I've actually worked at both chains and mom 'n' pop owned daycares, and as a director at both kinds, for that matter. The issue is that sometimes the director is not the owner, and there can be issues just based on that. For example, in a chain operation, the director is most certainly not the owner. It's probably a corporation of some sort. So because the daycare is a business, in the business of making money, the director has to be concerned about her center's bottom line. And typically there is a bonus involved with the center's financial performance. The better the performance, the higher the bonus. Well, good performance often comes by charging very high rates buy not spending any more money on the program that is absolutely necessary. When I worked for a chain, it would infuriate me to no end to look at my profit and loss statements each month and see how much of what my center earned was going to the company's overhead (those corporate CEO's and such have to be paid somehow). It also use to piss me off that the company would rewrite the curriculum every year, send me the new books, then take the cost of the books out of my budget, even if I could not afford it. The same with marketing materials. I didn't order this stuff; it was just automatically sent to me.
As for mom 'n' pops, well that's a whole different world, but the thing that drives it is just the same - money. As I said, the one I worked for, I was the director, but not the owner. Well, the owner was in it to make money, so spending any money on the facility was just a bad idea to them, unless they could turn it to their advantage. For example, they got this hairbrain idea to sell candy and chips to our afterschoolers. Well, we are already required to serve them a nutritious snack, so basically, the kids were offered a "free" healthy snack or an unhealthy one they had to pay extra for. More often than not, they would choose to buy the trash. Or worse, they would eat both, which really led to overeating. But the owners refused to deal with the parents on a daily basis saying that this was the director's job, but as the director, I could not make any decisions without consulting the owners. It was a very bad situation. And then the employees, well that was a completely different issue. I was very supportive of my staff, but then the owners walk in, see a worker do something strange (but not inappropriate), then tell me to fire them on the spot with no warning. But then another employee would show up late all the time or violate policies routinely, but because these employees were the owners "special projects," they were helping them turn their lives around, I would have to give them chance after chance. Truly made me look stupid in the eyes of the entire staff as a whole.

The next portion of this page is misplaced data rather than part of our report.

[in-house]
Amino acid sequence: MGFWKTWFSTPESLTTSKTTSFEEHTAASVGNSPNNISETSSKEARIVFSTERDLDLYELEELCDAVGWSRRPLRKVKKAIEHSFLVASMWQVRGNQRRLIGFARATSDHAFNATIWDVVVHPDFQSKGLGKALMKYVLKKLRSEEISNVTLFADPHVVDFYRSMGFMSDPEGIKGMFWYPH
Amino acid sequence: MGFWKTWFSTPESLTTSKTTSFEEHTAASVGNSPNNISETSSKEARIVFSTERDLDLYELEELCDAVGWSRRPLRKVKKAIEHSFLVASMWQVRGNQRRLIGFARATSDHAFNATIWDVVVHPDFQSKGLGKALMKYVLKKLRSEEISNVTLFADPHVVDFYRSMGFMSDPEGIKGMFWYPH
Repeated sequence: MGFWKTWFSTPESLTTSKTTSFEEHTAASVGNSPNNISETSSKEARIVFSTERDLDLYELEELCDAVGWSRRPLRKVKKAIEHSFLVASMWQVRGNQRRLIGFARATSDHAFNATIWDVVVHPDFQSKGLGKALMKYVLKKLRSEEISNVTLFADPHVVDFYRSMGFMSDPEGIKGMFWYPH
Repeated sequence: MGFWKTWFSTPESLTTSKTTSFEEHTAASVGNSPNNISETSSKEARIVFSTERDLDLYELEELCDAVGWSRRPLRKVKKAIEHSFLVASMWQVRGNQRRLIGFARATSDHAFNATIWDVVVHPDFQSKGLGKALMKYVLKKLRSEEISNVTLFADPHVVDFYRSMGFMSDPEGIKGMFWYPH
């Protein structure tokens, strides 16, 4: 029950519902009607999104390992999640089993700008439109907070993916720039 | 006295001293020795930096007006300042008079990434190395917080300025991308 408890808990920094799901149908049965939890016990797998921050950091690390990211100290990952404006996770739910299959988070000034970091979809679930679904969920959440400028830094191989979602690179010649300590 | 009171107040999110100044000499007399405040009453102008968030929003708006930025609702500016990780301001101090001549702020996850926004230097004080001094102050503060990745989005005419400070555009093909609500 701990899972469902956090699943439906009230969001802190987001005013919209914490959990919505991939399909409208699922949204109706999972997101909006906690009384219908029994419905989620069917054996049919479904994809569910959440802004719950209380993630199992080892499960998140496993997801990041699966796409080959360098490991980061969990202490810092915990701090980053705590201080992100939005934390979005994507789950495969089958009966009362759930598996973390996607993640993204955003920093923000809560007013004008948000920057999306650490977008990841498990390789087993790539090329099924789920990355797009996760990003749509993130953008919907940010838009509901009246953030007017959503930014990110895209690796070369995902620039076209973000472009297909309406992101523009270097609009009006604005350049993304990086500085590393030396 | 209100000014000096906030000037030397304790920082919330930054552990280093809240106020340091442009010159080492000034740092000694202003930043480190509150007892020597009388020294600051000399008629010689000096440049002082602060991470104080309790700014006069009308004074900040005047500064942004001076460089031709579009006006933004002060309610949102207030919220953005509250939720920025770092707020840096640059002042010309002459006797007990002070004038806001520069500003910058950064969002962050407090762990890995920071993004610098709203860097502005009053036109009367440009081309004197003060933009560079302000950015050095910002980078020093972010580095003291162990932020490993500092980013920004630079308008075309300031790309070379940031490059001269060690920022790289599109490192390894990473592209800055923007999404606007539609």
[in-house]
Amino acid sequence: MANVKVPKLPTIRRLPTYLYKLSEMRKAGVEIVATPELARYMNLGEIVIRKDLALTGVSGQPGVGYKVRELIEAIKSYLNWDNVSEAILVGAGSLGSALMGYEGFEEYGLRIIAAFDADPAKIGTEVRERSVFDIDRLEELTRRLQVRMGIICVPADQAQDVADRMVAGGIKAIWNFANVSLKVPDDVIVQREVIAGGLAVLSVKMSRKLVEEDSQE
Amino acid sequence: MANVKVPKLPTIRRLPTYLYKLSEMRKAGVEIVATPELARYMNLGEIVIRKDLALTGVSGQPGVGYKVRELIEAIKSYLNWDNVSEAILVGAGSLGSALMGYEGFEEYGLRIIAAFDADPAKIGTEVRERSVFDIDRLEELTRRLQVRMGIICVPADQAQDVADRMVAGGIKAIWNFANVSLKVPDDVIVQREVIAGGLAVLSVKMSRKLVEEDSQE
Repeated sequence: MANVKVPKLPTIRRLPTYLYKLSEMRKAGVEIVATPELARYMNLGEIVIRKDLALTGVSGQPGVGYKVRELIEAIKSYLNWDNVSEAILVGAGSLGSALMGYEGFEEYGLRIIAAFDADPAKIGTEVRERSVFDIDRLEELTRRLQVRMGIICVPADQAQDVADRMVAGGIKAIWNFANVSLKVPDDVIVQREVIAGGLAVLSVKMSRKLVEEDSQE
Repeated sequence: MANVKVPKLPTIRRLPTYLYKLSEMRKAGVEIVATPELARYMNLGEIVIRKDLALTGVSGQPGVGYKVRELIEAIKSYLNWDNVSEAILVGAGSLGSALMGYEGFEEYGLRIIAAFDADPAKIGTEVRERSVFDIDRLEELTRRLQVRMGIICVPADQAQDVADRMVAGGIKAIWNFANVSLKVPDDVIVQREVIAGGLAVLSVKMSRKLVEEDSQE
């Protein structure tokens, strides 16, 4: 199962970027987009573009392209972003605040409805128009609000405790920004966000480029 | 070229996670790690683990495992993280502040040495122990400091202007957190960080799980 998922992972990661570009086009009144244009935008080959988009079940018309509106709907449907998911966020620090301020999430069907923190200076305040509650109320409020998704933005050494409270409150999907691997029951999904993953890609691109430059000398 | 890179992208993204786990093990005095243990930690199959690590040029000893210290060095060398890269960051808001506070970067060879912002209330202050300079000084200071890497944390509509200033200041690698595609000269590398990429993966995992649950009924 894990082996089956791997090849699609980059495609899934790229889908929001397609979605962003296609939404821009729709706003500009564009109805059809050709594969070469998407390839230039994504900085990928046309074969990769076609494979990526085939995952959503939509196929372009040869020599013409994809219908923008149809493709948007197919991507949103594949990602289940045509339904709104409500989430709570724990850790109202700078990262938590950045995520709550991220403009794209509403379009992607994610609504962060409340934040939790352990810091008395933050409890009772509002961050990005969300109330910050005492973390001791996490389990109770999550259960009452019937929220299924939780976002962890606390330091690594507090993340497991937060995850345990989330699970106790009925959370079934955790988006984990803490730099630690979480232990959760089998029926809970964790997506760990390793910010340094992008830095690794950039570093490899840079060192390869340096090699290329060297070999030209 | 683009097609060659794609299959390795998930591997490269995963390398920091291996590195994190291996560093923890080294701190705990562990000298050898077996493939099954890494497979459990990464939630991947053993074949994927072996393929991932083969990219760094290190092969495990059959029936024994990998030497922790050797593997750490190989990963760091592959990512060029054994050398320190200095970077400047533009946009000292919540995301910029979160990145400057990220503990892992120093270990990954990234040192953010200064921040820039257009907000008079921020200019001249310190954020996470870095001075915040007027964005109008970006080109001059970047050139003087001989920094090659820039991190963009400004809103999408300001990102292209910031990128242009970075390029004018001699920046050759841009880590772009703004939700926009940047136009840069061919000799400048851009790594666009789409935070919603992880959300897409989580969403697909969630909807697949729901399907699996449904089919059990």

I think the best solution is for the director and owner to be the same person. Then she can balance the need to make money and spend money to supply and grow the center.
Then again, another good situation is for the progam to be non-profit. I am now a public school teacher, and my district runs a daycare for employee children. Yes, I do pay for daycare, but the directors and workers do a fanstatic job because they are not in the business of making money. Instead, they are in the business of providing me with quality childcare so I can do my job and in the business of educating my children.